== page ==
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Tropical Animal Health and Production

, Volume 51, Issue 7, pp 1807–1815 | Cite as

Risk factors associated with Mycoplasma capricolum subspecies capripneumoniae and morbillivirus infection in small ruminants in Tanzania

  • Andrew ChotaEmail author
  • Gabriel Shirima
  • Lughano Kusiluka
Regular Articles
Part of the following topical collections:
  1. Dairy Science and Health in the Tropics

Abstract

Mortality of domestic small ruminants caused by contagious caprine pleuropneumonia (CCPP) and Peste des petits ruminants (PPR) is frequently reported in Tanzania. A cross-sectional survey was conducted between June, 2016 and July, 2017 to identify risk factors for small ruminants exposure to Mycoplasma capricolum subsp. capripneumoniae (M. capripneumoniae), the causative agent of CCPP, and small ruminant morbillivirus (SRMV), the causative agent of PPR. Antibody detection was done using competitive enzyme-linked immunosorbent assays (cELISA); similarly, a semi-structured questionnaire was administered in flocks where serum samples were collected. Individual seropositivity for M. capripneumoniae was 6.5% (n = 676) and 4.2% (n = 285) in goats and sheep respectively, whereas SRMV was 28.6% in goats (n = 676) and 31.9% in sheep (n = 285). Multivariable analysis indicated that mixing of flocks was a risk factor for exposure to M. capripneumoniae (χ2 = 3.9, df = 1, p = 0.05) and SRMV (χ2 = 6.3, df = 1, p = 0.01) in goats. Age was a protective factor for SRMV seropositivity in both goats (χ2 = 7.4, df = 1, p = 0.006) and sheep (χ2 = 10.2, df = 1, p = 0.006). SRMV seropositivity in goats was also influenced by grazing in contact with wild animals (χ2 = 5.9, df = 1, p = 0.02) and taking animals to the animal markets (χ2 = 8.2, df = 1, p = 0.004). M. capripneumoniae and SRMV are influenced by several risk factors and their control needs concerted efforts between stakeholders, which may include community involvement in mandatory vaccination and animals’ movement control.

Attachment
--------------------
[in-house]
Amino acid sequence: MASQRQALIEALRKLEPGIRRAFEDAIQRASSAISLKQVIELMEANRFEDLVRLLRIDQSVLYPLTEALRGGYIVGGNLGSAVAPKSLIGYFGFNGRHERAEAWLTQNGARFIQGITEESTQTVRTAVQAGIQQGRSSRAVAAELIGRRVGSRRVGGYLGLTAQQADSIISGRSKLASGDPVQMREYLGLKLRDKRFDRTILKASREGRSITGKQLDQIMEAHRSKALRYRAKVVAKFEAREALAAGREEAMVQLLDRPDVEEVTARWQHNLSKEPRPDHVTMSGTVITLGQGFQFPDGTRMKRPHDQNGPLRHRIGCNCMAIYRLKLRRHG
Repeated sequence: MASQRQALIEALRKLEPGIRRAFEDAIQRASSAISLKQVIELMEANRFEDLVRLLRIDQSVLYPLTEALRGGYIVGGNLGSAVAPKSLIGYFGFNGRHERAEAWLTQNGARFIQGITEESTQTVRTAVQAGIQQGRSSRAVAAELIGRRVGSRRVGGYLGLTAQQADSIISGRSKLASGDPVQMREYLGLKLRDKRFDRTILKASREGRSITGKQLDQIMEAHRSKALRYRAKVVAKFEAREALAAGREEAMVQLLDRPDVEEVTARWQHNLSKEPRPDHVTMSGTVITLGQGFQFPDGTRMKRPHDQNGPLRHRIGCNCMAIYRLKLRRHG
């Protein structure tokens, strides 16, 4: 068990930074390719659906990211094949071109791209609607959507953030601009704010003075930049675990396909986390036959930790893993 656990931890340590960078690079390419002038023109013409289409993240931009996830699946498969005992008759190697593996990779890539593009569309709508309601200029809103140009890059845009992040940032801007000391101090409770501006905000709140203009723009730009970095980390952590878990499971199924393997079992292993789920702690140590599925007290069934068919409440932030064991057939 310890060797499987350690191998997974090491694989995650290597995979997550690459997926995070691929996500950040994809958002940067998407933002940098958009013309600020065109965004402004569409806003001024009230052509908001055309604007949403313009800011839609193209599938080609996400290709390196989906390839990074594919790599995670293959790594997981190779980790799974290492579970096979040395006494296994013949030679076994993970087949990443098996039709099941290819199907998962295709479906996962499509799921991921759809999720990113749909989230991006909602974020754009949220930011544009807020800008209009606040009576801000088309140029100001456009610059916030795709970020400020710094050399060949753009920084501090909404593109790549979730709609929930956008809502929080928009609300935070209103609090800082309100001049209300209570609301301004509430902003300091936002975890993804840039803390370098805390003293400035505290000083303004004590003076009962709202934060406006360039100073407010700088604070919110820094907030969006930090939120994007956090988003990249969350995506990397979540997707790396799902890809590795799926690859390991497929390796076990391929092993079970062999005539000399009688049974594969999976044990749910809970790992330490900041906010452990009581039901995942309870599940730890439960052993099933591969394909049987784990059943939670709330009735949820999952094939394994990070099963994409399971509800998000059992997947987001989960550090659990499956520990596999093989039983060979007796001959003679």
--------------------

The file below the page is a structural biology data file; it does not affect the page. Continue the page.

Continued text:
Keywords

Contagious caprine pleuropneumonia Domestic small ruminants Peste des petits ruminants Risk factors 

Notes

Acknowledgments

The authors are grateful to the support of the Bill & Melinda Gates Foundation through the Program for Enhancing Health and Productivity in Livestock (PEHPL) at the Nelson Mandela Institution for Science and Technology, Arusha Tanzania, which is sponsoring Andrew Chota’s PhD studies. The comments from Prof. Sarah Cleaveland during the writing of this manuscript are highly acknowledged. The cooperation of the District Veterinary Officers, Livestock Field Officers, and livestock keepers in the study areas is very highly appreciated.

Compliance with ethical standards

Competing interests

The authors declare that they have no conflict of interest.

Statement of animal rights

Handling of the animals sampled during the course of this research work followed all the stipulated animal rights as per the Universal Declaration of the Animal Welfare.

Informed consent

Informed consent was obtained from all individuals participants included in the study.

Supplementary material

11250_2019_1981_MOESM1_ESM.docx (94 kb)
ESM 1 (DOCX 94 kb)

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Copyright information

© Springer Nature B.V. 2019

Authors and Affiliations

  1. 1.Tanzania Veterinary Laboratory Agency (TVLA)Dar es SalaamTanzania
  2. 2.Nelson Mandela African Institution of Science and Technology (NM-AIST)ArushaTanzania
  3. 3.Mzumbe University (MU)MzumbeTanzania

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